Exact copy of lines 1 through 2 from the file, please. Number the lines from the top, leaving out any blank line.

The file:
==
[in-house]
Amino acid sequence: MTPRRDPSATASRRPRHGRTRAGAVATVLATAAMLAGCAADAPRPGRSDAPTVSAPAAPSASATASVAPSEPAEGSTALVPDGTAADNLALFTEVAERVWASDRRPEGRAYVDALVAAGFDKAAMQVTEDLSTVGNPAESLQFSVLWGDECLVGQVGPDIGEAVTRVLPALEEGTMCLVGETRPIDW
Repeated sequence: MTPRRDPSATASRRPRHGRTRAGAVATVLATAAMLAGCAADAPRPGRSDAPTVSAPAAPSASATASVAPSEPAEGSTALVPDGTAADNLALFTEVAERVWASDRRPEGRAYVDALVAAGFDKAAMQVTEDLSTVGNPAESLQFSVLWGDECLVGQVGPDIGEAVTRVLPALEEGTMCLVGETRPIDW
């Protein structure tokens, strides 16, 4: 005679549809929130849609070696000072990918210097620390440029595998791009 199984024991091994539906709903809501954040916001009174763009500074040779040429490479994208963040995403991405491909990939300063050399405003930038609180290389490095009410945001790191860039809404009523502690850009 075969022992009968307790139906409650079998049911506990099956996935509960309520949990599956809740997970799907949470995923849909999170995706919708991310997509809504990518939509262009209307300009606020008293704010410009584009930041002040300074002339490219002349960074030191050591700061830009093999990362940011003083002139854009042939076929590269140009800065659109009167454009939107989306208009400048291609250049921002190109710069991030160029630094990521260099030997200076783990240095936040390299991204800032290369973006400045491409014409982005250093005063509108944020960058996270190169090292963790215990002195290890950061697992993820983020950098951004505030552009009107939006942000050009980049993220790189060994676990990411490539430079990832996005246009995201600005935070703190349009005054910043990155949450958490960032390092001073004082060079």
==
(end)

[in-house]
Amino acid sequence: MTPRRDPSATASRRPRHGRTRAGAVATVLATAAMLAGCAADAPRPGRSDAPTVSAPAAPSASATASVAPSEPAEGSTALVPDGTAADNLALFTEVAERVWASDRRPEGRAYVDALVAAGFDKAAMQVTEDLSTVGNPAESLQFSVLWGDECLVGQVGPDIGEAVTRVLPALEEGTMCLVGETRPIDW